This landscape-scale collaborative research project will provide the first assessment of annual cycle movements and population limiting factors of the Mountain Plover, a species that has experienced significant long-term declines. The results of this project will provide land management agencies critical information about where the species population may be limited and identify important areas for conservation throughout the annual cycle. The information will allow conservation planners and land managers to develop effective conservation strategies for the species. Without this information, we’ll continue to lack critical information to most effectively conserve and manage priority landscapes, and ultimately slow or reverse the declines of the Mountain Plover and the larger suite of focal grassland birds. Rachel Siller, a Ph.D. student in my lab at Iowa State University, will lead this project in collaboration with Scott Somershoe of the U.S. Fish and Wildlife Service in Colorado.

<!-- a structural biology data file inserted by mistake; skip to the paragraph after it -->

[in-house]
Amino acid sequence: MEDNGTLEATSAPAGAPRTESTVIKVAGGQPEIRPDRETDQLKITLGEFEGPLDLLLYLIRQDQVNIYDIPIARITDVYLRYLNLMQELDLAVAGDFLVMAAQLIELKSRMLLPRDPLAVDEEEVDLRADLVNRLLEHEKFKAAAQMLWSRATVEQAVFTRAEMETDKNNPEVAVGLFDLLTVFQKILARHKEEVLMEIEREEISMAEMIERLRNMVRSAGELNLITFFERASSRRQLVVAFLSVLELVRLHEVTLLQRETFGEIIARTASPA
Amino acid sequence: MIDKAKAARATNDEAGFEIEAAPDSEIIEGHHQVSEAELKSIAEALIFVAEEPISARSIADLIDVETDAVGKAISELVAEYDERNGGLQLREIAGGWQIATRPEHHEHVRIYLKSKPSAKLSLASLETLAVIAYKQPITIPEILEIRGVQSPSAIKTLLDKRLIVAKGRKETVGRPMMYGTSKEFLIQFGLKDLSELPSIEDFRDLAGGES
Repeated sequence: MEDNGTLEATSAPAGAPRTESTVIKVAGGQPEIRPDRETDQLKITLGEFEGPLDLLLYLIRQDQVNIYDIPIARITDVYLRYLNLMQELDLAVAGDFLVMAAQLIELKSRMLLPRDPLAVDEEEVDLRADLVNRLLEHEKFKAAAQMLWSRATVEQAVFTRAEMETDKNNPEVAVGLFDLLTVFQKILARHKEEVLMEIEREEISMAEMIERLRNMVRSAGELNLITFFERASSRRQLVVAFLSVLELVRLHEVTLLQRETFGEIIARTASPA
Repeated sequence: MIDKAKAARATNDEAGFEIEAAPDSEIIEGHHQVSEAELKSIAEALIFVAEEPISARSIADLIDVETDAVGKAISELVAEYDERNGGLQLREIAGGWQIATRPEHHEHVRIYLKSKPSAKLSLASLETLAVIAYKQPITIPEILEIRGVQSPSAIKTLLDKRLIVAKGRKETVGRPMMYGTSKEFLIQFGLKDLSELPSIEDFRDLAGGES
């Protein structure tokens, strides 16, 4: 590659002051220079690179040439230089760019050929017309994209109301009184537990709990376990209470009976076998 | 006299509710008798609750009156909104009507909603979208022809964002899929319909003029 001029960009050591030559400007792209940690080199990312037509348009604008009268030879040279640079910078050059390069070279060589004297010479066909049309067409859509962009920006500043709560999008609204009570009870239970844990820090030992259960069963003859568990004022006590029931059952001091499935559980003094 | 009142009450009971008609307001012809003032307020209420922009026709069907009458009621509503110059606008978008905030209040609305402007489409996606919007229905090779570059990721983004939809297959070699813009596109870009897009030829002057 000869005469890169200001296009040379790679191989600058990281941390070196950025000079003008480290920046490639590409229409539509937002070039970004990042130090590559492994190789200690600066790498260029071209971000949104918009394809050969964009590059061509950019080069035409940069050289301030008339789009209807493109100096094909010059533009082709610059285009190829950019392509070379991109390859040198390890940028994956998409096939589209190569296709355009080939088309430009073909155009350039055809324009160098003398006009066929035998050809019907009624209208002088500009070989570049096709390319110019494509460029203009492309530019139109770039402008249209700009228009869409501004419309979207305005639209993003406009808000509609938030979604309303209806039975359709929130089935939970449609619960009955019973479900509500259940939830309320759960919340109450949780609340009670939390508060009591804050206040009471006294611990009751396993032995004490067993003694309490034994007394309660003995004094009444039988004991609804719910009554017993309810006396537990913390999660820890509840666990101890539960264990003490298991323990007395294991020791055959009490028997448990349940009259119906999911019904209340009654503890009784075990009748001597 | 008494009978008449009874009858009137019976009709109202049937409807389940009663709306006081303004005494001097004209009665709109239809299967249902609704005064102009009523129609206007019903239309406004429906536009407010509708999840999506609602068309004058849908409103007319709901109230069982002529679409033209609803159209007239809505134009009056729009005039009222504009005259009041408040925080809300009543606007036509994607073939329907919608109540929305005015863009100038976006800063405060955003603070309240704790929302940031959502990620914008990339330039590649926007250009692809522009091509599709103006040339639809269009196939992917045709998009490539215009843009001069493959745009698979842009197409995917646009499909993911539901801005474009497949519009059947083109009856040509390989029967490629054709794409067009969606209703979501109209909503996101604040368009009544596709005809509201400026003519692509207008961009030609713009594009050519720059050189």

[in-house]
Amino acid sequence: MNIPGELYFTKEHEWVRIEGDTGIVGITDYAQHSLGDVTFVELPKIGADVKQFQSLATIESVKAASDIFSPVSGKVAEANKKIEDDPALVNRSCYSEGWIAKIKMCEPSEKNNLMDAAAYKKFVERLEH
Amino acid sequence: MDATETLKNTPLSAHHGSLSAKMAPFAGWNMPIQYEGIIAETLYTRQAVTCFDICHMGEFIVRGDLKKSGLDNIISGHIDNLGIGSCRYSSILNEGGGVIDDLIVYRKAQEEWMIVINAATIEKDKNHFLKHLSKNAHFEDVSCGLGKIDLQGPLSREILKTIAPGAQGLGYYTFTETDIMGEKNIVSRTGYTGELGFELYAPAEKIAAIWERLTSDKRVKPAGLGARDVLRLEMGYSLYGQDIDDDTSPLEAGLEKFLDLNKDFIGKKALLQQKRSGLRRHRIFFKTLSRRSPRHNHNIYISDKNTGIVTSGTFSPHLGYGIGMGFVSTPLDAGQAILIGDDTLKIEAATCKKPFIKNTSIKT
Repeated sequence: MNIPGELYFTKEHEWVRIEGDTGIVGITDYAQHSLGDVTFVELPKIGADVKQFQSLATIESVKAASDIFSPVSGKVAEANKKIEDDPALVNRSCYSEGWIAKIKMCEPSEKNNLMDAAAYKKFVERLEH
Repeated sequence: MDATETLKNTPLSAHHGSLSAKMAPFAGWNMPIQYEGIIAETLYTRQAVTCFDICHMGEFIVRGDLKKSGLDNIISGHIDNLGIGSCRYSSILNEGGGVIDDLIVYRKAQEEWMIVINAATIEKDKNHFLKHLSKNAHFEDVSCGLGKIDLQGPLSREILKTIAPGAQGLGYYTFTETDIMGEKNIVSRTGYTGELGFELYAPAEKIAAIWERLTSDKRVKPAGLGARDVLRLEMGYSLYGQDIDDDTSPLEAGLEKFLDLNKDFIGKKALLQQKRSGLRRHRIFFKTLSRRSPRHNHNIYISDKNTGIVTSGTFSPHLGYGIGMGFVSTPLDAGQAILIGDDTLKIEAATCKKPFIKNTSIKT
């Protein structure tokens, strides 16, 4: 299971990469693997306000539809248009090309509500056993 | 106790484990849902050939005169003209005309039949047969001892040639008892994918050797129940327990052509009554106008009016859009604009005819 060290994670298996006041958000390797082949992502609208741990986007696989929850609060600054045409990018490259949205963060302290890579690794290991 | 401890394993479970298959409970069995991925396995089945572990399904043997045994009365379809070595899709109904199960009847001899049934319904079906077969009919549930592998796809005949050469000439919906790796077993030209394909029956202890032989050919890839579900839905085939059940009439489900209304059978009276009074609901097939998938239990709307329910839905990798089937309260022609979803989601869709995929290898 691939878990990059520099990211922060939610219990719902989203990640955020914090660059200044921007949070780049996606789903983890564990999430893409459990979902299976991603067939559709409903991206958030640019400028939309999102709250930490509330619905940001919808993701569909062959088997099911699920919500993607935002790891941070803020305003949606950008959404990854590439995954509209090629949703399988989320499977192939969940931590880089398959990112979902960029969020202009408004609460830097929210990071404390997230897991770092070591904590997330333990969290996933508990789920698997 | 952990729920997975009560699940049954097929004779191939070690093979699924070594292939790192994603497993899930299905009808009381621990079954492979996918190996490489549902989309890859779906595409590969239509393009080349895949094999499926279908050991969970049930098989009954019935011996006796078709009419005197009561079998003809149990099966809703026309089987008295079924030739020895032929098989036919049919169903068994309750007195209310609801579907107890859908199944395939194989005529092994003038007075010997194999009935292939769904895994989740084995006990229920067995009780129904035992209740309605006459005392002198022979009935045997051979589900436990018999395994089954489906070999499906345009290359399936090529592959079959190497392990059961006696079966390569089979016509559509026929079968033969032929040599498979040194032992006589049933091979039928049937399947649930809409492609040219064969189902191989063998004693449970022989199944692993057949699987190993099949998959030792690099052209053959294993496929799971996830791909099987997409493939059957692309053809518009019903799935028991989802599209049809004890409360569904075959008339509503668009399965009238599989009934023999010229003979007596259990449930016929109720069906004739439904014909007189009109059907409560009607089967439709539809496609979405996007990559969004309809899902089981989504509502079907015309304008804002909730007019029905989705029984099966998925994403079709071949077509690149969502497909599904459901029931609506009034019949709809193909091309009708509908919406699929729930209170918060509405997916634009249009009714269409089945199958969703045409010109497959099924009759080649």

This study will fill critical information gaps about Mountain Plover adult and juvenile survival, movements throughout the annual cycle, especially filling significant information gaps about wintering sites, and identify population limiting factors. We will monitor Mountain Plover nests and trap adult and juveniles for color-banding and tracking with GPS tags in Phillips County, Montana. We plan to tag and track at least 30 adults and 30 juvenile plovers during the first two field seasons and continue nest monitoring and data recovery in a third field season. We propose to attach 3.5 g Milsar tags that will record GPS location, speed, and altitude, among other measurements, and store all data until transmitted to a receiving station. We will also explore potential use of Argos GPS tags for real time location information, which would be especially valuable for identifying wintering sites. Mountain Plovers at the study site show high rates of site fidelity (>80% for adults) and we are confident we will be able to relocate birds and retrieve data. Tracking individuals throughout the annual cycle will provide information that will identify breeding season use of prairie dog colonies, migration pathways, stopover sites, and wintering grounds, while providing information to identify population limiting factors.